Same-Sex Couples and Estate Planning: The Effect of Saying “I Do”

By Miguel Torres
Partner at Miles & Torres Associates, a San Francisco Estate Planning Law Firm

Marriage carries a number of estate planning and tax benefits that all same-sex couples should be aware of. Here is an overview of some of the key benefits for married couples and alternative approaches for non-married couples to protect yourself and your rights. 

Titling Assets as Community Property with Right of Survivorship
In California, since 2001, married couples can hold property as “community property with right of survivorship”.  This is a form of ownership that transfers property to your spouse at your death without a court proceeding. The surviving spouse gets the coveted “full step up in tax basis” wiping out any capital gains on the property thus allowing the surviving spouse to sell the property free of capital gains tax. If you are not married but would like to share property with your partner then you should consider putting your property into a trust and discuss the tax consequences of different forms of ownership with an estate planning attorney.

Retirement Accounts Rollover
A surviving spouse who inherits his or her spouse’s IRA or workplace savings account can transfer the proceeds into their own IRA in order to maximize the tax savings and investment power.  This option is only available to surviving spouses.  For IRAs, the registration type of both IRAs must be the same, Traditional to Traditional or Roth to Roth.  If you are unmarried, then make sure that your beneficiary designations are up to date so that your partner can still inherit your IRA, albeit with slightly less advantageous terms than are available to spouses.  Regardless of whether you are married or not, it is generally not advised to pass your IRA assets through a will or trust.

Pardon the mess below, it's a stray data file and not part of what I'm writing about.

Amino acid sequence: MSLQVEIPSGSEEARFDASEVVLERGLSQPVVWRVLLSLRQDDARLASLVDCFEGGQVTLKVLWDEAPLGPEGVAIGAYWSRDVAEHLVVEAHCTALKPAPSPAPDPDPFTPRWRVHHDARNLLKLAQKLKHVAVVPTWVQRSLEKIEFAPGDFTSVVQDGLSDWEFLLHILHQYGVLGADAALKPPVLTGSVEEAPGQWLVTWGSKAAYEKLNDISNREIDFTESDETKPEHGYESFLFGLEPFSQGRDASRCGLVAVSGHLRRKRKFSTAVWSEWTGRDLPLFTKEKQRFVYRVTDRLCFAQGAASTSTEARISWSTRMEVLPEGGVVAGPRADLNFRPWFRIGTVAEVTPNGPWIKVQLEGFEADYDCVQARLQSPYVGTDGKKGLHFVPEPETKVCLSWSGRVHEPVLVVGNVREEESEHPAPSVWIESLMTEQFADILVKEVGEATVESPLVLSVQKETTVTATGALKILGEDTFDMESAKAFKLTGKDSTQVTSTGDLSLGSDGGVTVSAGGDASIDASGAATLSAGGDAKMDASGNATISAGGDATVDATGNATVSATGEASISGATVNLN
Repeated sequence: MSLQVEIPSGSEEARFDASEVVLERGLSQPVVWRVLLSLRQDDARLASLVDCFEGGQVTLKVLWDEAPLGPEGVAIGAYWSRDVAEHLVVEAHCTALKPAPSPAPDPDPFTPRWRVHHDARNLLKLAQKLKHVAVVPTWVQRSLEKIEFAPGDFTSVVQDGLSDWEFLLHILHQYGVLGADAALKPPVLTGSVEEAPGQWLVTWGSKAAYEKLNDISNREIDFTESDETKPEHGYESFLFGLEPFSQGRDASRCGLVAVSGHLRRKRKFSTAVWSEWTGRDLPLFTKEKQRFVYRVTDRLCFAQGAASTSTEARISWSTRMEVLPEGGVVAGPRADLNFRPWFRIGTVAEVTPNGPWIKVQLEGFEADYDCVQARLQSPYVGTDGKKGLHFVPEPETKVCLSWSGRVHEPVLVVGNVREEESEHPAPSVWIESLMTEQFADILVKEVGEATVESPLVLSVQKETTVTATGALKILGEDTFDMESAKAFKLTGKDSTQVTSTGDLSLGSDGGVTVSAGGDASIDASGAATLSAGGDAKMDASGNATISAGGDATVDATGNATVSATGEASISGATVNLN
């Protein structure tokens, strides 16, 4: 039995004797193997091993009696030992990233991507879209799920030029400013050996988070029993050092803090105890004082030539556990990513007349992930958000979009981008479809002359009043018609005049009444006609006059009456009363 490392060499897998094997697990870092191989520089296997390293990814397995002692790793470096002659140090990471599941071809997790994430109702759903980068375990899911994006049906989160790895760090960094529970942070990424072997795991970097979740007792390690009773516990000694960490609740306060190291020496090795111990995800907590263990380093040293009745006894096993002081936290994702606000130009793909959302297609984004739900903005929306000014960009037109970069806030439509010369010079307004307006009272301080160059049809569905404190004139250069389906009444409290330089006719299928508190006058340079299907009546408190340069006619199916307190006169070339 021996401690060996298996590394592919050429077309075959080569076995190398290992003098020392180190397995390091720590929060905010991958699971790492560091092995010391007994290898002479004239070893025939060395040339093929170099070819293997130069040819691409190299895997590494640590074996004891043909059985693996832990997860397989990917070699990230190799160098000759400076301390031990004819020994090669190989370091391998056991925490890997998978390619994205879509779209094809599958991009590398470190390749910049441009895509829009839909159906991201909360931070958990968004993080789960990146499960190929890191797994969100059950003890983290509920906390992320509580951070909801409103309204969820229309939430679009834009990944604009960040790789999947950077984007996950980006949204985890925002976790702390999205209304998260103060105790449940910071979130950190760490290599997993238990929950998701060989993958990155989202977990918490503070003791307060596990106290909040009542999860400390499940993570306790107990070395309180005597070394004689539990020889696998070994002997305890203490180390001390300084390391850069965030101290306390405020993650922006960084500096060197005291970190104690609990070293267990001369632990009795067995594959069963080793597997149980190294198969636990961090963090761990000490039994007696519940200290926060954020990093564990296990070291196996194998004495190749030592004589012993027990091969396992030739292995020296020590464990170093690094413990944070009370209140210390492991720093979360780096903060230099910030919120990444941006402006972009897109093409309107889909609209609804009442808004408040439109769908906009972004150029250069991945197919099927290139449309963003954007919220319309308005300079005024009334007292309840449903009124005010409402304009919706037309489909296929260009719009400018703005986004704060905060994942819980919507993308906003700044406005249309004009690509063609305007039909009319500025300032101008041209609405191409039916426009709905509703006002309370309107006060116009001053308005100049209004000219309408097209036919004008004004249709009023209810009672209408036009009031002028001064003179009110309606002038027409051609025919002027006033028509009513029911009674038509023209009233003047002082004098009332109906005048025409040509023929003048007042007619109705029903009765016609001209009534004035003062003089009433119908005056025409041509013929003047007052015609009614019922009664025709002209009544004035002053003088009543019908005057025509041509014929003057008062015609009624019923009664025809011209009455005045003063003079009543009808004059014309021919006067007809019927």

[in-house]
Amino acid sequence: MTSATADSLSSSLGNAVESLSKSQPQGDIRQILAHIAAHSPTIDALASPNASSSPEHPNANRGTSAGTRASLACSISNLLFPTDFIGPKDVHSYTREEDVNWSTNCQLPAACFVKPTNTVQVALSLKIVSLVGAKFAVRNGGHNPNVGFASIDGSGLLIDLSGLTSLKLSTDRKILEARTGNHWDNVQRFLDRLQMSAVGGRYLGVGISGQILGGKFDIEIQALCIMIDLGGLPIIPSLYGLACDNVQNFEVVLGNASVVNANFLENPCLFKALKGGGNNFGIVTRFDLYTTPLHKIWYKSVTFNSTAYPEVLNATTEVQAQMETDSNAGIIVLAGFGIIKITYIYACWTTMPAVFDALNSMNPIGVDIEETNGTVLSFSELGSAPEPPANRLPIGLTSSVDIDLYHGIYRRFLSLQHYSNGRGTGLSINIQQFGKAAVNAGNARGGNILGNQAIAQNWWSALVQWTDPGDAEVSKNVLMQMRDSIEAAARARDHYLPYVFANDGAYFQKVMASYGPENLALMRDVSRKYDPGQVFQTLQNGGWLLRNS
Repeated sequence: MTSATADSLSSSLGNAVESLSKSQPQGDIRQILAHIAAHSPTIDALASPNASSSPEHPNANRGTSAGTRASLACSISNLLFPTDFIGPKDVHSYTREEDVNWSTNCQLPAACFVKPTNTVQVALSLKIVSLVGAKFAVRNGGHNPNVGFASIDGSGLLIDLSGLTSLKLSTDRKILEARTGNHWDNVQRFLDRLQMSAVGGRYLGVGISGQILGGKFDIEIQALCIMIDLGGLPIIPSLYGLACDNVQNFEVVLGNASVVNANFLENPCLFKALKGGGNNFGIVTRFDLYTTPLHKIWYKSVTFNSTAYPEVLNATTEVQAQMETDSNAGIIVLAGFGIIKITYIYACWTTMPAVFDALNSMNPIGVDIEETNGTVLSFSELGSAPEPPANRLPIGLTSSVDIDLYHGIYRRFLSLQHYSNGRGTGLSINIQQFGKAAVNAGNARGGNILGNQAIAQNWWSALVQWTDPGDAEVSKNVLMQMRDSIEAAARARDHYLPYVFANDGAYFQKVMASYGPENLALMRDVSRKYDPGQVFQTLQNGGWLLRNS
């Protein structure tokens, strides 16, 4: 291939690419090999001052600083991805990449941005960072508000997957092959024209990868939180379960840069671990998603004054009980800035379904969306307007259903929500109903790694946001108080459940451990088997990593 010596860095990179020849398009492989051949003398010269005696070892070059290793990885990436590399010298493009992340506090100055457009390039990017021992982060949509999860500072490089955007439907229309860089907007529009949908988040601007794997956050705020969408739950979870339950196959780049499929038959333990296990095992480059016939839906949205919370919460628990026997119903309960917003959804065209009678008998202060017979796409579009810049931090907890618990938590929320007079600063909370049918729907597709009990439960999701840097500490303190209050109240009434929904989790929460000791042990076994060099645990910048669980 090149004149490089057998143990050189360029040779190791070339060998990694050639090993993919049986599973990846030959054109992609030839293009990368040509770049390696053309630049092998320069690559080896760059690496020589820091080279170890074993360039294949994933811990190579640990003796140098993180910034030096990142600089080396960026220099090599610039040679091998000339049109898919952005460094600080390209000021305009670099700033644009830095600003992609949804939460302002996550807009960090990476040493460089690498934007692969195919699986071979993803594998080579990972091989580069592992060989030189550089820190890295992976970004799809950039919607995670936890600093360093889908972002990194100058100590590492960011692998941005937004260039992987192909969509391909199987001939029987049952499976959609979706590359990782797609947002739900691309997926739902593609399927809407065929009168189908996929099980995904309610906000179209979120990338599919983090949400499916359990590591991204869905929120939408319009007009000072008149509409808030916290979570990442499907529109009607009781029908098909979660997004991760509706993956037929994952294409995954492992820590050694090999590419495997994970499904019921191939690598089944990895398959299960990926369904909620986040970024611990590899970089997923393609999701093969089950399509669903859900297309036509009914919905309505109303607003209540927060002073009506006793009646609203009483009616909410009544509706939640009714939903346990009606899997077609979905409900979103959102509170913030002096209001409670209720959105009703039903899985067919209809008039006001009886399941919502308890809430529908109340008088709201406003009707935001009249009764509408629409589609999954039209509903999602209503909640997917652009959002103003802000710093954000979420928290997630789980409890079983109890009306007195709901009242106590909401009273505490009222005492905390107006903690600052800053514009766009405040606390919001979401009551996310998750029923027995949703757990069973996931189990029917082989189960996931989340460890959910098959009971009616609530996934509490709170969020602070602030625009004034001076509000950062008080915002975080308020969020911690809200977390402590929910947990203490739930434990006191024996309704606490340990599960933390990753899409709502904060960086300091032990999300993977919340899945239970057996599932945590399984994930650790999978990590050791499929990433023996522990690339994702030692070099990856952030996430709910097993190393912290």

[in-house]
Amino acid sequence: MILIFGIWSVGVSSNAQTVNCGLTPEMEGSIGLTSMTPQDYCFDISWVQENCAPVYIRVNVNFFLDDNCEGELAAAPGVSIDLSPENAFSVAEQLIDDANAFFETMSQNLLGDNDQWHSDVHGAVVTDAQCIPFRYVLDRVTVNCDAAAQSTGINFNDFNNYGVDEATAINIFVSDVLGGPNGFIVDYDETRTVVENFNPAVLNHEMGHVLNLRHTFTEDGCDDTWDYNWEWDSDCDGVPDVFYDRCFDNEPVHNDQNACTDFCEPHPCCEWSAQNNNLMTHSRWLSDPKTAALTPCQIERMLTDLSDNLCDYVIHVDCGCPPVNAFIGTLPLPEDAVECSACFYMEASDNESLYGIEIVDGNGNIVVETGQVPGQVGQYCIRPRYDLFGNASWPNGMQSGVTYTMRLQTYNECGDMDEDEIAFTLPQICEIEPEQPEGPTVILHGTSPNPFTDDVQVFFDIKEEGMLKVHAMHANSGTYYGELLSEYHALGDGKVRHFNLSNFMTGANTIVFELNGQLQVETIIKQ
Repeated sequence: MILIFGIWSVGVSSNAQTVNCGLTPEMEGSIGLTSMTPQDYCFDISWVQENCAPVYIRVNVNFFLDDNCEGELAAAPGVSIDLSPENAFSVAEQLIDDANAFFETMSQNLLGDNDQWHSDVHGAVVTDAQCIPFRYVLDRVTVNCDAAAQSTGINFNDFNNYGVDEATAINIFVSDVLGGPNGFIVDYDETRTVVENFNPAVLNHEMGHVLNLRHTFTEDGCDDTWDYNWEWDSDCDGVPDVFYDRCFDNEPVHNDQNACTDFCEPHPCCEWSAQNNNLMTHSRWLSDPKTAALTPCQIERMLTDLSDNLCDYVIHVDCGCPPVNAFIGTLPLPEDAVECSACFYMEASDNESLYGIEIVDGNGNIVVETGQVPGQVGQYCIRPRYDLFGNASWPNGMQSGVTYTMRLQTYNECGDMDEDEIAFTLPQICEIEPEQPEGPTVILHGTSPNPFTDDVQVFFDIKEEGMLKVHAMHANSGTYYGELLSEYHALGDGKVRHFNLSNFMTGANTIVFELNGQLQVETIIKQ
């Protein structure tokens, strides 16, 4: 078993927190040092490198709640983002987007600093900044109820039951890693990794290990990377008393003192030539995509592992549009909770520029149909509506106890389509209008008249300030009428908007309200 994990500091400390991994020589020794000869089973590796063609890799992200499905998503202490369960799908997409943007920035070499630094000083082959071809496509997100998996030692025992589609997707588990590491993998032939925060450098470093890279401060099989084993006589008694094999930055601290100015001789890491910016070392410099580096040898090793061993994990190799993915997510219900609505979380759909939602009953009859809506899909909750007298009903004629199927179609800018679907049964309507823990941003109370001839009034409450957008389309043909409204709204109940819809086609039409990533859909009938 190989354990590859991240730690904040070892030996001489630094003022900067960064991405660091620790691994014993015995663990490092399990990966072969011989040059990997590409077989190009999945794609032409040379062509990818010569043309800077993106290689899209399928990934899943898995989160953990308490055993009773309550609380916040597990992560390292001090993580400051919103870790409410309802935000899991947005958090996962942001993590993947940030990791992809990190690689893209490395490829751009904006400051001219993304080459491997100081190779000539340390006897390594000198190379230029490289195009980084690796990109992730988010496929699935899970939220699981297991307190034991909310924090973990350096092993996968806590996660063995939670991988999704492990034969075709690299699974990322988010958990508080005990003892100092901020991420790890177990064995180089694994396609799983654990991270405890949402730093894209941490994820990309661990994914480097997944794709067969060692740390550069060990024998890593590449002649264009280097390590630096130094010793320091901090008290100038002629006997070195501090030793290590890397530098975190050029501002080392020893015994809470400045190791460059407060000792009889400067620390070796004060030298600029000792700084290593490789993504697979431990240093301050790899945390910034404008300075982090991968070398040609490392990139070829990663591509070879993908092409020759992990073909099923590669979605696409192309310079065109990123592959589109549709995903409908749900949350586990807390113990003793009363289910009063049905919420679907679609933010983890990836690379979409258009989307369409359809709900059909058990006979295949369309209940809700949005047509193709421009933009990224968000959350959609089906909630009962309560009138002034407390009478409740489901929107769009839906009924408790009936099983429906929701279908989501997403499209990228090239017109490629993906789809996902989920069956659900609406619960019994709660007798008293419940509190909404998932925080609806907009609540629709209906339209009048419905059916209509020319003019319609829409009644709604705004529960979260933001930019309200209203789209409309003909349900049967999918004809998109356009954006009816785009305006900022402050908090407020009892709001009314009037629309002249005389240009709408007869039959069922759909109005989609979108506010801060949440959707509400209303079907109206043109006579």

Tax savings for property inherited from your spouse
The unlimited marital deduction allows a person to inherit an unlimited amount of assets from his or her spouse free from estate tax.  Further, the portability provisions of the federal gift and estate tax law allows a surviving spouse to use any remaining portion of the deceased spouse's exemption amount, enabling the surviving spouse to make additional tax-free gifts and reduce the amount of estate taxes owed on the surviving spouse's death.  Non-married couples must rely on the individual's exclusion amount from federal estate and gift tax (the applicable exclusion amount for 2016 is $5.450 million).  

Better protection if spouse dies intestate
In California, if your spouse dies without a will or a trust, the courts decide where your assets go based on intestate succession laws – this is called probate.  Usually your spouse gets all of your community property and half to one third of your separate property.  However, if you are living together but you are not married, your property goes to your closest blood relatives instead of your significant other.  California does not recognize common law marriages.  Unmarried couples should have wills and trusts drafted to make sure that their assets transfer to a beneficiary of their choice rather than by operation of law. 

A spouse takes priority for financial decisions and if a conservator needs to be appointed
If you are incapacitated, your spouse can make many important financial decisions on your behalf without the necessity of additional legal instruments.  A non-spouse partner would need a power of attorney document to have similar rights. Moreover, for people who really cannot manage their finances or affairs, a conservator is usually appointed by the court. If your spouse becomes incapacitated and a court must appoint a conservator, most states give preference to spouses.  If you are unmarried it is a good idea to have a power of attorney for finances and an advance healthcare directive in place that specifically gives your partner rights to speak on your behalf for healthcare and finance decisions. In the directive you can also specifically request the court appoint your partner as your conservator.

Regardless of whether you are contemplating marriage, happily married or never plan to be, you should think carefully about who you want to take care of you if you are incapacitated and who you would want to have your property and other assets when you pass away.  These are the key decisions that go into your estate plan.  Meeting with an estate planning attorney can help you look more closely at these issues and develop a plan that best protects you and carries out your wishes.